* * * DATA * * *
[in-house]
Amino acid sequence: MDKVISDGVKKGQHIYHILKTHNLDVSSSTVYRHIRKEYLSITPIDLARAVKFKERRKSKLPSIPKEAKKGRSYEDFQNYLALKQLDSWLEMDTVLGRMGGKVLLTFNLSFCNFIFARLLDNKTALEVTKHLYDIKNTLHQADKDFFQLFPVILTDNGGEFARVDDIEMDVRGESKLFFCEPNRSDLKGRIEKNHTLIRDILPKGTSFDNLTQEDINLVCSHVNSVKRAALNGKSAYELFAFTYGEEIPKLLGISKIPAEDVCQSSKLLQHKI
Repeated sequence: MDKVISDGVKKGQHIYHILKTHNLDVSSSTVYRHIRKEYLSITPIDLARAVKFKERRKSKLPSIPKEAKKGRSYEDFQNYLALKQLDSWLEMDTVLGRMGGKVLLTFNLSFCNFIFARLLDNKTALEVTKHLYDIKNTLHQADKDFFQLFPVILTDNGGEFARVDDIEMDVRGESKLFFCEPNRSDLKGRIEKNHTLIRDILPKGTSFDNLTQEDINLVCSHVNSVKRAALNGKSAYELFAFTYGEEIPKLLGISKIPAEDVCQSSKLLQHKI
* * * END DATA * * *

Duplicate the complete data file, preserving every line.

[in-house]
Amino acid sequence: MDKVISDGVKKGQHIYHILKTHNLDVSSSTVYRHIRKEYLSITPIDLARAVKFKERRKSKLPSIPKEAKKGRSYEDFQNYLALKQLDSWLEMDTVLGRMGGKVLLTFNLSFCNFIFARLLDNKTALEVTKHLYDIKNTLHQADKDFFQLFPVILTDNGGEFARVDDIEMDVRGESKLFFCEPNRSDLKGRIEKNHTLIRDILPKGTSFDNLTQEDINLVCSHVNSVKRAALNGKSAYELFAFTYGEEIPKLLGISKIPAEDVCQSSKLLQHKI
Repeated sequence: MDKVISDGVKKGQHIYHILKTHNLDVSSSTVYRHIRKEYLSITPIDLARAVKFKERRKSKLPSIPKEAKKGRSYEDFQNYLALKQLDSWLEMDTVLGRMGGKVLLTFNLSFCNFIFARLLDNKTALEVTKHLYDIKNTLHQADKDFFQLFPVILTDNGGEFARVDDIEMDVRGESKLFFCEPNRSDLKGRIEKNHTLIRDILPKGTSFDNLTQEDINLVCSHVNSVKRAALNGKSAYELFAFTYGEEIPKLLGISKIPAEDVCQSSKLLQHKI